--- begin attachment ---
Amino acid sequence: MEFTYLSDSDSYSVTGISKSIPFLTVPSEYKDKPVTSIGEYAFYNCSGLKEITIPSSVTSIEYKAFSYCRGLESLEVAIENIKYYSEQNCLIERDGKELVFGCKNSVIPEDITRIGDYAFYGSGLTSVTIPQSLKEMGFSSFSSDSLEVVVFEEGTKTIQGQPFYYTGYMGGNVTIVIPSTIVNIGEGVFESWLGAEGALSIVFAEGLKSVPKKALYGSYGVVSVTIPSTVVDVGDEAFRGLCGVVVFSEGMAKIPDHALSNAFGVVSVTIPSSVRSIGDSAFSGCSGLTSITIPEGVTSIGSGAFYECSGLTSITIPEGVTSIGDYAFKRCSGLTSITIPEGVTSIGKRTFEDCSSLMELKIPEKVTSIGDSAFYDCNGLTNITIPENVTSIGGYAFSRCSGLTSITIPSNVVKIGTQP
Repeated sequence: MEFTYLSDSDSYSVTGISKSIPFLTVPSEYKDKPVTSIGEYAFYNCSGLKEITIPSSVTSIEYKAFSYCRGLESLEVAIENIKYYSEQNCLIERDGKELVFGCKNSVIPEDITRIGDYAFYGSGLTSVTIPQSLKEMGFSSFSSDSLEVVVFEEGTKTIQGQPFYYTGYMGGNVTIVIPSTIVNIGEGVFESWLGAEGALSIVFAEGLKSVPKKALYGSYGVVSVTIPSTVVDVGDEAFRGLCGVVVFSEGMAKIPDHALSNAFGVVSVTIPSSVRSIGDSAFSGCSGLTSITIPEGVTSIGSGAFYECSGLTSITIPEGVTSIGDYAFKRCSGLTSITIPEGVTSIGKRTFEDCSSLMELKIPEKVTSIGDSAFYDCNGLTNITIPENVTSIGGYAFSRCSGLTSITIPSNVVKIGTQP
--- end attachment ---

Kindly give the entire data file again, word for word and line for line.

Amino acid sequence: MEFTYLSDSDSYSVTGISKSIPFLTVPSEYKDKPVTSIGEYAFYNCSGLKEITIPSSVTSIEYKAFSYCRGLESLEVAIENIKYYSEQNCLIERDGKELVFGCKNSVIPEDITRIGDYAFYGSGLTSVTIPQSLKEMGFSSFSSDSLEVVVFEEGTKTIQGQPFYYTGYMGGNVTIVIPSTIVNIGEGVFESWLGAEGALSIVFAEGLKSVPKKALYGSYGVVSVTIPSTVVDVGDEAFRGLCGVVVFSEGMAKIPDHALSNAFGVVSVTIPSSVRSIGDSAFSGCSGLTSITIPEGVTSIGSGAFYECSGLTSITIPEGVTSIGDYAFKRCSGLTSITIPEGVTSIGKRTFEDCSSLMELKIPEKVTSIGDSAFYDCNGLTNITIPENVTSIGGYAFSRCSGLTSITIPSNVVKIGTQP
Repeated sequence: MEFTYLSDSDSYSVTGISKSIPFLTVPSEYKDKPVTSIGEYAFYNCSGLKEITIPSSVTSIEYKAFSYCRGLESLEVAIENIKYYSEQNCLIERDGKELVFGCKNSVIPEDITRIGDYAFYGSGLTSVTIPQSLKEMGFSSFSSDSLEVVVFEEGTKTIQGQPFYYTGYMGGNVTIVIPSTIVNIGEGVFESWLGAEGALSIVFAEGLKSVPKKALYGSYGVVSVTIPSTVVDVGDEAFRGLCGVVVFSEGMAKIPDHALSNAFGVVSVTIPSSVRSIGDSAFSGCSGLTSITIPEGVTSIGSGAFYECSGLTSITIPEGVTSIGDYAFKRCSGLTSITIPEGVTSIGKRTFEDCSSLMELKIPEKVTSIGDSAFYDCNGLTNITIPENVTSIGGYAFSRCSGLTSITIPSNVVKIGTQP